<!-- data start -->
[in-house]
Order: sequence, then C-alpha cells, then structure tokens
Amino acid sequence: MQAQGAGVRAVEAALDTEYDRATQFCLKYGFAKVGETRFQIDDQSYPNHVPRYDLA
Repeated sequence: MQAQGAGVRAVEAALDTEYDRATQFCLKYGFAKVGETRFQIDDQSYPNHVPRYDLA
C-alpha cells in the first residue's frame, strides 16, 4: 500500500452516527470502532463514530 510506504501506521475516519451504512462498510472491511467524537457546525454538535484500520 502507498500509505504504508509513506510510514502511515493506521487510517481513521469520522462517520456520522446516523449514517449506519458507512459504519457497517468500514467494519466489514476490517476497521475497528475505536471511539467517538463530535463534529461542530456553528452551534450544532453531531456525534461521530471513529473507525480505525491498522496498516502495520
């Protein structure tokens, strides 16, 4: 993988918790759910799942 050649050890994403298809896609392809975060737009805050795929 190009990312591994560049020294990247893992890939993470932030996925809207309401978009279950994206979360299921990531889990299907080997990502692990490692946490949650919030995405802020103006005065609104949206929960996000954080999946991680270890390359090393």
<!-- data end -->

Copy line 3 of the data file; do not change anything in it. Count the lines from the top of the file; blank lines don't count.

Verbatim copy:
Amino acid sequence: MQAQGAGVRAVEAALDTEYDRATQFCLKYGFAKVGETRFQIDDQSYPNHVPRYDLA